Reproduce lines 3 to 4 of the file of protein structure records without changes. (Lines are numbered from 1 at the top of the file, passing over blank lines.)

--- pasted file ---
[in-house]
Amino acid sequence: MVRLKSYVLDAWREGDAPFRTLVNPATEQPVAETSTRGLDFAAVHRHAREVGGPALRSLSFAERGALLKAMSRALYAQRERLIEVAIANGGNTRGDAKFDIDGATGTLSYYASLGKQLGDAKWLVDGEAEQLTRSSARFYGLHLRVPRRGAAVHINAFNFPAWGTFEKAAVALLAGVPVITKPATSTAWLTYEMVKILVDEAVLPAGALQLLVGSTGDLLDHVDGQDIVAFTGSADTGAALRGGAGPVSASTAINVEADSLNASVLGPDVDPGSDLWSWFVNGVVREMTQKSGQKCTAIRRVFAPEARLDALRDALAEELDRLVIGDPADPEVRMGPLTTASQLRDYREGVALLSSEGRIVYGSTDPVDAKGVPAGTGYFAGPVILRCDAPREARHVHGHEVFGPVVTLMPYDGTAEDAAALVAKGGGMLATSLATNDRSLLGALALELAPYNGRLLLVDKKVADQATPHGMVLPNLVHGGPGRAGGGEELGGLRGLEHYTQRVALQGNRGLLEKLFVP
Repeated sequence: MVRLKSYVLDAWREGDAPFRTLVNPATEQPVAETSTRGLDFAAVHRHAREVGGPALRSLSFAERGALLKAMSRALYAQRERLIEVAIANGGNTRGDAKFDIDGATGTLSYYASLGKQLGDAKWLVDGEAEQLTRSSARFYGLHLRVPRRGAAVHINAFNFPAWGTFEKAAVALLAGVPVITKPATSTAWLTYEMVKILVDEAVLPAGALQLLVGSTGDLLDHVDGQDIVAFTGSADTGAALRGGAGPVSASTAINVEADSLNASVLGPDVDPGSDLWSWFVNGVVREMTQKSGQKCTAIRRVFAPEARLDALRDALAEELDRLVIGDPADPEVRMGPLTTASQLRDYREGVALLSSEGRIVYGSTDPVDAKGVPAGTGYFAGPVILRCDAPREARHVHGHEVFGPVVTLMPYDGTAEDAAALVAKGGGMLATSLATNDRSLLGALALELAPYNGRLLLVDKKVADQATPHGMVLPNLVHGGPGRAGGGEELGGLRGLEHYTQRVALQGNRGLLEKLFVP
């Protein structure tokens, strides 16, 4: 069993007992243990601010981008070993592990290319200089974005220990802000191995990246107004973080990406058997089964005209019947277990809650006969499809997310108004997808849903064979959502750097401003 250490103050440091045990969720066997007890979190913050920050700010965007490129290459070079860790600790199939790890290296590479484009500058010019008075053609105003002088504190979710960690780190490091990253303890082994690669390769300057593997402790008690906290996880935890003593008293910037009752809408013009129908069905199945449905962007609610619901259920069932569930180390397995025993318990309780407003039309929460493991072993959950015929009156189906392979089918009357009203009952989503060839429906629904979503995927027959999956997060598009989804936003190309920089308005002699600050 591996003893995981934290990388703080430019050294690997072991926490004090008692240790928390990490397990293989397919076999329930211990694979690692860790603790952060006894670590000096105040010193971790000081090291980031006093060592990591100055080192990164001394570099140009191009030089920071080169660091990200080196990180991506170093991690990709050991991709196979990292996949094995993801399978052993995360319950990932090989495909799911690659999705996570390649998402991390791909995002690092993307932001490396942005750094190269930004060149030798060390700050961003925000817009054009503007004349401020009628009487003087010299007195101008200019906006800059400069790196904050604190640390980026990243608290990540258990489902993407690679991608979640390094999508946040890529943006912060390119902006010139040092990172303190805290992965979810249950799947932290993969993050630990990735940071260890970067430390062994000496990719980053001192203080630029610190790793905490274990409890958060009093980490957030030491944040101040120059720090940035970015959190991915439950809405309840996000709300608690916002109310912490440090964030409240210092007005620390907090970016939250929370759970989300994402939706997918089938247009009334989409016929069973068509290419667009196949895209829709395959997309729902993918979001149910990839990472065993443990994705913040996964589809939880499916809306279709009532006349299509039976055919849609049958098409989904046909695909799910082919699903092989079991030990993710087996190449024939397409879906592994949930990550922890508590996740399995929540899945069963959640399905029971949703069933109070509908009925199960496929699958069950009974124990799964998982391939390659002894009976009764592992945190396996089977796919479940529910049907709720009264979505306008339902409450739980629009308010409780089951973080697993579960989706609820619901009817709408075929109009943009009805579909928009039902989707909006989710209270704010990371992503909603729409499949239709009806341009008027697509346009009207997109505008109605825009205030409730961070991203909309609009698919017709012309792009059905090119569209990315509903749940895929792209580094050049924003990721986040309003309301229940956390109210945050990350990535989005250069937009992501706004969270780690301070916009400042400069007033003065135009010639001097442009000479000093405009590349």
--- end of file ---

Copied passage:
Repeated sequence: MVRLKSYVLDAWREGDAPFRTLVNPATEQPVAETSTRGLDFAAVHRHAREVGGPALRSLSFAERGALLKAMSRALYAQRERLIEVAIANGGNTRGDAKFDIDGATGTLSYYASLGKQLGDAKWLVDGEAEQLTRSSARFYGLHLRVPRRGAAVHINAFNFPAWGTFEKAAVALLAGVPVITKPATSTAWLTYEMVKILVDEAVLPAGALQLLVGSTGDLLDHVDGQDIVAFTGSADTGAALRGGAGPVSASTAINVEADSLNASVLGPDVDPGSDLWSWFVNGVVREMTQKSGQKCTAIRRVFAPEARLDALRDALAEELDRLVIGDPADPEVRMGPLTTASQLRDYREGVALLSSEGRIVYGSTDPVDAKGVPAGTGYFAGPVILRCDAPREARHVHGHEVFGPVVTLMPYDGTAEDAAALVAKGGGMLATSLATNDRSLLGALALELAPYNGRLLLVDKKVADQATPHGMVLPNLVHGGPGRAGGGEELGGLRGLEHYTQRVALQGNRGLLEKLFVP
């Protein structure tokens, strides 16, 4: 069993007992243990601010981008070993592990290319200089974005220990802000191995990246107004973080990406058997089964005209019947277990809650006969499809997310108004997808849903064979959502750097401003 250490103050440091045990969720066997007890979190913050920050700010965007490129290459070079860790600790199939790890290296590479484009500058010019008075053609105003002088504190979710960690780190490091990253303890082994690669390769300057593997402790008690906290996880935890003593008293910037009752809408013009129908069905199945449905962007609610619901259920069932569930180390397995025993318990309780407003039309929460493991072993959950015929009156189906392979089918009357009203009952989503060839429906629904979503995927027959999956997060598009989804936003190309920089308005002699600050 591996003893995981934290990388703080430019050294690997072991926490004090008692240790928390990490397990293989397919076999329930211990694979690692860790603790952060006894670590000096105040010193971790000081090291980031006093060592990591100055080192990164001394570099140009191009030089920071080169660091990200080196990180991506170093991690990709050991991709196979990292996949094995993801399978052993995360319950990932090989495909799911690659999705996570390649998402991390791909995002690092993307932001490396942005750094190269930004060149030798060390700050961003925000817009054009503007004349401020009628009487003087010299007195101008200019906006800059400069790196904050604190640390980026990243608290990540258990489902993407690679991608979640390094999508946040890529943006912060390119902006010139040092990172303190805290992965979810249950799947932290993969993050630990990735940071260890970067430390062994000496990719980053001192203080630029610190790793905490274990409890958060009093980490957030030491944040101040120059720090940035970015959190991915439950809405309840996000709300608690916002109310912490440090964030409240210092007005620390907090970016939250929370759970989300994402939706997918089938247009009334989409016929069973068509290419667009196949895209829709395959997309729902993918979001149910990839990472065993443990994705913040996964589809939880499916809306279709009532006349299509039976055919849609049958098409989904046909695909799910082919699903092989079991030990993710087996190449024939397409879906592994949930990550922890508590996740399995929540899945069963959640399905029971949703069933109070509908009925199960496929699958069950009974124990799964998982391939390659002894009976009764592992945190396996089977796919479940529910049907709720009264979505306008339902409450739980629009308010409780089951973080697993579960989706609820619901009817709408075929109009943009009805579909928009039902989707909006989710209270704010990371992503909603729409499949239709009806341009008027697509346009009207997109505008109605825009205030409730961070991203909309609009698919017709012309792009059905090119569209990315509903749940895929792209580094050049924003990721986040309003309301229940956390109210945050990350990535989005250069937009992501706004969270780690301070916009400042400069007033003065135009010639001097442009000479000093405009590349």